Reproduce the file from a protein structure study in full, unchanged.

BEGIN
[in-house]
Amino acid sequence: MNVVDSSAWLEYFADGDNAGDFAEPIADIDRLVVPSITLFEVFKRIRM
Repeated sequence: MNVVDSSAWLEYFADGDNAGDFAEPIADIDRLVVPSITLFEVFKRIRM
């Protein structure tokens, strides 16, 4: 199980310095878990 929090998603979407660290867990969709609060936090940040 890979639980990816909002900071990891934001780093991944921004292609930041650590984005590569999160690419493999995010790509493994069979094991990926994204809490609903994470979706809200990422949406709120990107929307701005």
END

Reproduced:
[in-house]
Amino acid sequence: MNVVDSSAWLEYFADGDNAGDFAEPIADIDRLVVPSITLFEVFKRIRM
Repeated sequence: MNVVDSSAWLEYFADGDNAGDFAEPIADIDRLVVPSITLFEVFKRIRM
């Protein structure tokens, strides 16, 4: 199980310095878990 929090998603979407660290867990969709609060936090940040 890979639980990816909002900071990891934001780093991944921004292609930041650590984005590569999160690419493999995010790509493994069979094991990926994204809490609903994470979706809200990422949406709120990107929307701005």